The Dodges are playing, projected in a parking lot outside some head shop, where people are selling pot.

How are you, I ask one of the hosts. 

Living the dream, she tells me. 

Finally, we get to Jones Hollywood.

It's an old LA haunt. I feel Jim Morrison’s presence here, drinking a sazerac, looking about, chatting with the teenager about her first time here with her friend, sharing a bowl of pasta and tomatoes. It feels like the ghosts of  LA are with us, sitting in the shadows of the B movie like old haunt, technicolor blurring, Jim Bellushi arriving from Chateau Marmont, Darby Crash on the way to the Oaky Dog where he enjoyed a last supper.

We chat about the people, the dream, Laurel Canyon, and rock and roll, recalling our trips to New Orleans, our adventures then, the ones moving forward. 

As we’re leaving, Rodney on the ROQ, the iconic DJ is coming.

His 1976 radio show changed  it all.

Back at Santa Monica, we try to watch Sunset Boulevard

But neither of us make it past the first few lines.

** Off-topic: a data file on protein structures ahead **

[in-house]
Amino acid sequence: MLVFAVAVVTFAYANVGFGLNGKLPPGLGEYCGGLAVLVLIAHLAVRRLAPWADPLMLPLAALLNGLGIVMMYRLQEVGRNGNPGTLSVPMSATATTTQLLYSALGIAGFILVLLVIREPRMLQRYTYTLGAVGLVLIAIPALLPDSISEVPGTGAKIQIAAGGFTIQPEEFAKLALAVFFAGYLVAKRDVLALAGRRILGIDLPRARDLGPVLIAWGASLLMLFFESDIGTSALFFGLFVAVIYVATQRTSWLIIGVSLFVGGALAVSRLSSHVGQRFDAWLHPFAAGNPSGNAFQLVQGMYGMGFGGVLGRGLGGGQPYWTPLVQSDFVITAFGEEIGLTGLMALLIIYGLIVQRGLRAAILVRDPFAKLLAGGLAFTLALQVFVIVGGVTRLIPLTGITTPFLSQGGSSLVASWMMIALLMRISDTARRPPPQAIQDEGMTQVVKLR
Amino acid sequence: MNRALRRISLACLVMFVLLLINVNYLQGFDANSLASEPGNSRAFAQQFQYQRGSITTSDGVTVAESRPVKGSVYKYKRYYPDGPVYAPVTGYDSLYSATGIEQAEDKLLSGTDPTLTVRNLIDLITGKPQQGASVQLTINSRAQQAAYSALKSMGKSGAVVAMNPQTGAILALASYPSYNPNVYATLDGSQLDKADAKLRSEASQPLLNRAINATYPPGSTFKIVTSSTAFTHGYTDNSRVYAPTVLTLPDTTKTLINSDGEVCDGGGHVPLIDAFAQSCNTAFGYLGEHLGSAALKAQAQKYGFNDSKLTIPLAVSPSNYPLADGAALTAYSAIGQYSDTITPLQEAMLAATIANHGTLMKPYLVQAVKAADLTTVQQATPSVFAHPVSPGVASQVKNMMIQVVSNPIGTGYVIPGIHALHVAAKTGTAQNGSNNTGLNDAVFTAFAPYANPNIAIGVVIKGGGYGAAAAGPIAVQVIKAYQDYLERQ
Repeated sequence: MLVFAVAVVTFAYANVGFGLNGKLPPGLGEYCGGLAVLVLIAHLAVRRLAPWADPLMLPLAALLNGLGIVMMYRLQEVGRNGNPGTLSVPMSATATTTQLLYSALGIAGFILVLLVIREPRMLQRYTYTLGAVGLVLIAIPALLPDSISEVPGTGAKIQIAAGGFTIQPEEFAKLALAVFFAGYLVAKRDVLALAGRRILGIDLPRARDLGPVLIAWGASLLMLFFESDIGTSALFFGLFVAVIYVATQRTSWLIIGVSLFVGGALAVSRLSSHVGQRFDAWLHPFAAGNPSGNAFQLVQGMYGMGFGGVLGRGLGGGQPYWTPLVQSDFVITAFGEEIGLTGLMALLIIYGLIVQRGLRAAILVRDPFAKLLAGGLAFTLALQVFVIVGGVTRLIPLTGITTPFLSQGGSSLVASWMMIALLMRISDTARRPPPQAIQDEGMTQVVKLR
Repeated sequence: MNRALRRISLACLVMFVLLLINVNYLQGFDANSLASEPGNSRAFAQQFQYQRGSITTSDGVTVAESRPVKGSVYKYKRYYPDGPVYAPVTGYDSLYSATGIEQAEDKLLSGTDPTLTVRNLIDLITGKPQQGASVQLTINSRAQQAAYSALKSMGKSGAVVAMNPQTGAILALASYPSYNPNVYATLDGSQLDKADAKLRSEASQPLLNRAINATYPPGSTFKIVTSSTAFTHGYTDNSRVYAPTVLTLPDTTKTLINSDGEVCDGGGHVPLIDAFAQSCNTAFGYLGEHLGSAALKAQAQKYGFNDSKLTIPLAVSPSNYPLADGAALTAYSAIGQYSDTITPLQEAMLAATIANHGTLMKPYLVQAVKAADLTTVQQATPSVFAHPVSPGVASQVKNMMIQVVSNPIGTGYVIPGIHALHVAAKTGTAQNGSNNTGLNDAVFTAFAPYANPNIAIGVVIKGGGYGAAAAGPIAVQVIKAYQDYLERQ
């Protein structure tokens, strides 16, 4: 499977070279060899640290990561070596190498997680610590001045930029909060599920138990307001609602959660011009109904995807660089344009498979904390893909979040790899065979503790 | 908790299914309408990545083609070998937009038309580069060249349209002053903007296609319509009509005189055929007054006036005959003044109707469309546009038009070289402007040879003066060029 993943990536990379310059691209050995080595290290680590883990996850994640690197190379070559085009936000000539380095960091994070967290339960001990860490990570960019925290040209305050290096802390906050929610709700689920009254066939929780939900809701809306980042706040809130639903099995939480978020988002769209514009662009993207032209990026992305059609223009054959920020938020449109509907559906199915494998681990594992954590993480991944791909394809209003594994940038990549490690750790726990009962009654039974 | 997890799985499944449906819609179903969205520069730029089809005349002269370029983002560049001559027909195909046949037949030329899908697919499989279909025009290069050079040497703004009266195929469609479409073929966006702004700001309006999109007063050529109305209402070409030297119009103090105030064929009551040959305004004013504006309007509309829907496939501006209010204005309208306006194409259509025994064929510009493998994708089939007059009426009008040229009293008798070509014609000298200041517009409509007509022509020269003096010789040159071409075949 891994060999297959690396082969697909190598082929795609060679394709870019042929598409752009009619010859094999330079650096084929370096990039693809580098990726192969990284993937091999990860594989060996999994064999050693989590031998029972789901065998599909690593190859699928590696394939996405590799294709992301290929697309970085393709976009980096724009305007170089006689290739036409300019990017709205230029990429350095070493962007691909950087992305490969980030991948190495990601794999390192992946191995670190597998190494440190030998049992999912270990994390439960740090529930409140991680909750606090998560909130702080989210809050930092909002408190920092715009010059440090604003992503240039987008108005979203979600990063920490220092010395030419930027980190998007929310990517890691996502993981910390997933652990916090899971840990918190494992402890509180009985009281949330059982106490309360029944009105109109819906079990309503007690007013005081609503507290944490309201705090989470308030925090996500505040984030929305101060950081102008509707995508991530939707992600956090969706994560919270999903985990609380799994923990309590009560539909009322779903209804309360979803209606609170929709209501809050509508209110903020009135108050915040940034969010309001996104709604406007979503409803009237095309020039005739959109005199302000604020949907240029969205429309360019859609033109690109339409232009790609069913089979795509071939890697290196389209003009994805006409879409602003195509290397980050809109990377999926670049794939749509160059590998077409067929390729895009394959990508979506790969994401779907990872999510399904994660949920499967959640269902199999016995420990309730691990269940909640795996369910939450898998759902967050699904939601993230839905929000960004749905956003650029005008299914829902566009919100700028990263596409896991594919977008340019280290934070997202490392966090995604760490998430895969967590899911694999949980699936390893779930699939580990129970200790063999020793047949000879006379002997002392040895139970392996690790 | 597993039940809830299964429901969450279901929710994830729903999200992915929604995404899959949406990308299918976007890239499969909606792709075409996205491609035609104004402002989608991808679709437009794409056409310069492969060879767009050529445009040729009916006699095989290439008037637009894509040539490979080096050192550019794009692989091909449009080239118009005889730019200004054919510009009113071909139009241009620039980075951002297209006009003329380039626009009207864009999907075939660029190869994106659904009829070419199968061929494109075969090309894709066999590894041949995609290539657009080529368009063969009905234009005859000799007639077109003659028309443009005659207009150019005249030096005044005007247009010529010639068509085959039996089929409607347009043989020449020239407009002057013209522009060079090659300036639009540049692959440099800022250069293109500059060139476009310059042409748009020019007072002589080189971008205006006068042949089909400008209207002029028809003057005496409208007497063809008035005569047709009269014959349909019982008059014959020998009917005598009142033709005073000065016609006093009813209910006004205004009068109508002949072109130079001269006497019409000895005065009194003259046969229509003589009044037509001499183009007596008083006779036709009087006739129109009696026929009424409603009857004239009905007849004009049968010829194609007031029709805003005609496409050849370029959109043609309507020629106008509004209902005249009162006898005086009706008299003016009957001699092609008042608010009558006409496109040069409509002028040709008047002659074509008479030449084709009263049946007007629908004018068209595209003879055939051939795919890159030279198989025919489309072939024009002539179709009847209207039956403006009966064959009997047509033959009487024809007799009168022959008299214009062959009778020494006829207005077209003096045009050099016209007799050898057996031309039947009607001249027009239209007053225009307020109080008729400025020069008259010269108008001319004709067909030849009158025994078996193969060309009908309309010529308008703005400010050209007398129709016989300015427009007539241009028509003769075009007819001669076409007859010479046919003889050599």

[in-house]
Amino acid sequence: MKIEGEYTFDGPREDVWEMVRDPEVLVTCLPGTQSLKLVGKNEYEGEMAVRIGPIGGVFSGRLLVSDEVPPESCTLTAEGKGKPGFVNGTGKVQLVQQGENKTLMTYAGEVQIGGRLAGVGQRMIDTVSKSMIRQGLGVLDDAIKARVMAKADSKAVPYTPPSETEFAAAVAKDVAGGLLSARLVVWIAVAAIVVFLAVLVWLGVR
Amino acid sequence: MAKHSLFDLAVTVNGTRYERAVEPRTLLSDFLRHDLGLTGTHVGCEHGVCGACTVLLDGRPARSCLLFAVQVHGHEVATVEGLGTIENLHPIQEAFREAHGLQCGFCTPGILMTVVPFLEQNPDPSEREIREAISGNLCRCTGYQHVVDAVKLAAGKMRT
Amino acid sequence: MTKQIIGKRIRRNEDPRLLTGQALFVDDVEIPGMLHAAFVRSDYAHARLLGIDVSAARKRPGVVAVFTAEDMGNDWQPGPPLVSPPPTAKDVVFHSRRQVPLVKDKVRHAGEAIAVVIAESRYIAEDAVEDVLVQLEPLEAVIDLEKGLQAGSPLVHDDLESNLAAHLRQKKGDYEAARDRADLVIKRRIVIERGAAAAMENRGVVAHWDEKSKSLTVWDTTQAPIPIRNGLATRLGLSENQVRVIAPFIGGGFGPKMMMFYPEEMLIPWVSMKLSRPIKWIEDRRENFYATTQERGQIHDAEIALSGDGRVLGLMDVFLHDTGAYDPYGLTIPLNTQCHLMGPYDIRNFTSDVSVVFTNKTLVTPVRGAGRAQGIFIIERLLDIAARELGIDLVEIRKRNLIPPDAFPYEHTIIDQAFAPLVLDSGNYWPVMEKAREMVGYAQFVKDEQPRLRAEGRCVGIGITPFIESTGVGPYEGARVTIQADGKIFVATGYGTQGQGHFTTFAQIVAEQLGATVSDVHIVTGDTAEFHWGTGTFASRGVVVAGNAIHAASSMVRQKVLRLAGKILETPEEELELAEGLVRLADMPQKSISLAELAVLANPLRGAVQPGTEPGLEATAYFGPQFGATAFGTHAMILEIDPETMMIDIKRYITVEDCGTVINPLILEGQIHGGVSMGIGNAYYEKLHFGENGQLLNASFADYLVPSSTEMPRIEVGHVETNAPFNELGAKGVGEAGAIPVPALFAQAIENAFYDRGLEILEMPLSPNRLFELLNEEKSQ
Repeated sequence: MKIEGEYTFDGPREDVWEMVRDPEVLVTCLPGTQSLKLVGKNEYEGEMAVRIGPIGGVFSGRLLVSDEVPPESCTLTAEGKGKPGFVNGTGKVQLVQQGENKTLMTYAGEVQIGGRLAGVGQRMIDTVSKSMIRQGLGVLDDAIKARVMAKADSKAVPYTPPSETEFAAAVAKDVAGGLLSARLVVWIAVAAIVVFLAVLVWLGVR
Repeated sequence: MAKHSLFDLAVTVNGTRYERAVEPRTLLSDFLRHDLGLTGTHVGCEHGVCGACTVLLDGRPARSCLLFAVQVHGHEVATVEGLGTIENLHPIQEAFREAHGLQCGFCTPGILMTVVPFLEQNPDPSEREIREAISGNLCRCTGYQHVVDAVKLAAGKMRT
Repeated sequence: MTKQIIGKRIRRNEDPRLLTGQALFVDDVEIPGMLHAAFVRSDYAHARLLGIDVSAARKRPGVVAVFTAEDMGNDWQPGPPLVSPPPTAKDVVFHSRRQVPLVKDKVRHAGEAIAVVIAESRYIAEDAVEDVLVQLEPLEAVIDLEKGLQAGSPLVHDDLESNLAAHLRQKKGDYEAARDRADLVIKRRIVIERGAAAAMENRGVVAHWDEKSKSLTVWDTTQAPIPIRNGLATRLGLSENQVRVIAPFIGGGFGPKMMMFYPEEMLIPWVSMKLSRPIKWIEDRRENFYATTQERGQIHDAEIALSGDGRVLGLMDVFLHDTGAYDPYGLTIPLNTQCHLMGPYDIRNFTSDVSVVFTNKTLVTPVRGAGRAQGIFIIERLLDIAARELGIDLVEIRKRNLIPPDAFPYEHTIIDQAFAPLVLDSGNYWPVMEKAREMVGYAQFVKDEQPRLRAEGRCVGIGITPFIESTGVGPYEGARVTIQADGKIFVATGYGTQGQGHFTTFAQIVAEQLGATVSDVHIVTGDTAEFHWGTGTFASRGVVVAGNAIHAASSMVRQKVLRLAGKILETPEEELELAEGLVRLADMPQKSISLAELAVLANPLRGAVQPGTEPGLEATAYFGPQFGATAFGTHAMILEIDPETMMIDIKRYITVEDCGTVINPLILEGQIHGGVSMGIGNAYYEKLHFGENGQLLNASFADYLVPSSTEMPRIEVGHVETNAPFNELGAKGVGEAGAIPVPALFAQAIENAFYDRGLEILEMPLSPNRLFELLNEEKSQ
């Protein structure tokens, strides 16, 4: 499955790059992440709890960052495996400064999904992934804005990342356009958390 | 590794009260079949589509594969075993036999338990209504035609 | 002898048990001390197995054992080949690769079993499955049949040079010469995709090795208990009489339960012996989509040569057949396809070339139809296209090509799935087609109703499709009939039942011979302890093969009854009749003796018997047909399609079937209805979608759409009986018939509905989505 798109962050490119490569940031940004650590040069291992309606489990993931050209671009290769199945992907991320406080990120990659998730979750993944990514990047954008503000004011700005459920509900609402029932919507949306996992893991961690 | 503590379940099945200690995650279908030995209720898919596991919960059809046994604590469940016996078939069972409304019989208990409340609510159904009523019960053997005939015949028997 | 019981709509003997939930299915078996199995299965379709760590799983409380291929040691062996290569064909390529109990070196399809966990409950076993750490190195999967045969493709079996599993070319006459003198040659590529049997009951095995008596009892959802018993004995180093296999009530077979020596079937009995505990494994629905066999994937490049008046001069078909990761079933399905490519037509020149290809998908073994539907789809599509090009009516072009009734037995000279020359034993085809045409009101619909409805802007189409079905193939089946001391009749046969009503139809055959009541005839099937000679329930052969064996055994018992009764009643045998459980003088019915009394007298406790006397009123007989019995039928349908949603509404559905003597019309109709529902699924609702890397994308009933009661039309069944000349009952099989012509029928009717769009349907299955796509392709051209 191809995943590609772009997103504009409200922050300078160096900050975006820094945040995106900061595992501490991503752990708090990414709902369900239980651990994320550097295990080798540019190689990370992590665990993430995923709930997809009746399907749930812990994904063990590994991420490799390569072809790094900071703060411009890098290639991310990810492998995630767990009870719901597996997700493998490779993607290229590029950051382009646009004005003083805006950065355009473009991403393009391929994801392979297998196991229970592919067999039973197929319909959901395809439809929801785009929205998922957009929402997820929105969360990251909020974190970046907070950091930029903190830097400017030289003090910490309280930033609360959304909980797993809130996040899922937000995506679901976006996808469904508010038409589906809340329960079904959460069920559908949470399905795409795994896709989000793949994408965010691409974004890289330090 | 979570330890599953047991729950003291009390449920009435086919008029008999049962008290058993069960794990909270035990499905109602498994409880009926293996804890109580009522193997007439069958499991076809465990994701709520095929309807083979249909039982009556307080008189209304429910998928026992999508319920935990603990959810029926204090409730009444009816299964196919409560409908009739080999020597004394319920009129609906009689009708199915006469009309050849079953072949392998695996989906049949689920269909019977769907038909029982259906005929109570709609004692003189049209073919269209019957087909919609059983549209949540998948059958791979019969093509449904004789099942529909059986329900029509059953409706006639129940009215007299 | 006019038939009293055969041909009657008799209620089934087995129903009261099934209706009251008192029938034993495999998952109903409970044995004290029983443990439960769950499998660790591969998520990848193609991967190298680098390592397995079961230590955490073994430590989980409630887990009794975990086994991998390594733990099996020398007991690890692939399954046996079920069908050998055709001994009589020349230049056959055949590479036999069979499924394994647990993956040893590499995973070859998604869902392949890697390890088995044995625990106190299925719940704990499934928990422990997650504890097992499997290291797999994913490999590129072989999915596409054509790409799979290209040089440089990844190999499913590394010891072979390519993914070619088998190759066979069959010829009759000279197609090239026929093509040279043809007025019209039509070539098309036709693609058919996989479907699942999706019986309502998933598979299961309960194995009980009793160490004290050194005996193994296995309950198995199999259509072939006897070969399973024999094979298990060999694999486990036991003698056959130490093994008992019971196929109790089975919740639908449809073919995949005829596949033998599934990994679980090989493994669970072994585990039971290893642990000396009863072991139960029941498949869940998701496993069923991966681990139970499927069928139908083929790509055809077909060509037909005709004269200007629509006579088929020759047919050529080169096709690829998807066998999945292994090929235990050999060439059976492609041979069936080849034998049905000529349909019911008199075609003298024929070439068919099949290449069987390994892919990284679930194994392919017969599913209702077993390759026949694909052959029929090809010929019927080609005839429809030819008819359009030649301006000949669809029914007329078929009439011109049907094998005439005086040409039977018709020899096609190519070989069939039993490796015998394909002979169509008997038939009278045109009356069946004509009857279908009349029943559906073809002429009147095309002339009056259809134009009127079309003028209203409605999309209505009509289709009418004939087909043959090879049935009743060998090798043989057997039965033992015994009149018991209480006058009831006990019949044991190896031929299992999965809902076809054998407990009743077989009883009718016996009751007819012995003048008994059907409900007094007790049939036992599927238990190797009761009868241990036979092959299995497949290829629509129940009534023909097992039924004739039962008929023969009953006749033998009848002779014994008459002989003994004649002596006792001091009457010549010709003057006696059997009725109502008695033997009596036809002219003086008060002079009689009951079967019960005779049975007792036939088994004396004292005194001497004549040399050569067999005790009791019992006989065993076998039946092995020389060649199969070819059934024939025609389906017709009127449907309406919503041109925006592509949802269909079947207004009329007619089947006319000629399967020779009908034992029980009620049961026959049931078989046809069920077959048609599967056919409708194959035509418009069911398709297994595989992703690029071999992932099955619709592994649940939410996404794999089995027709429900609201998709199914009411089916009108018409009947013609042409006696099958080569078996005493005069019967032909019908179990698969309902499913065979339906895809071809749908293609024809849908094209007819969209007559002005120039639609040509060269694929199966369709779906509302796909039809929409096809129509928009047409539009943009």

So we get up early. 

Surfers are catching waves between Venice and Santa Moncia where we the next morning, talking about class and the week and growing up and navigating leaving home behind, and finding something else. But for a moment, its exquisite. 

Enjoy the adventure. 

Run toward it, instead of away, in between here and there, bicoastal, ideas, and feelings, divided loyalties between the left Coast and East Village, music here, parties there, trips to Paris ahead and old buddies behind. 

The bus takes us to Melrose where we explore the Flea Market, digging through the old t shirts and artist wares and women in Dada books at Fairfax High School. 

And off we go, our separate ways. 

Goodbye for now.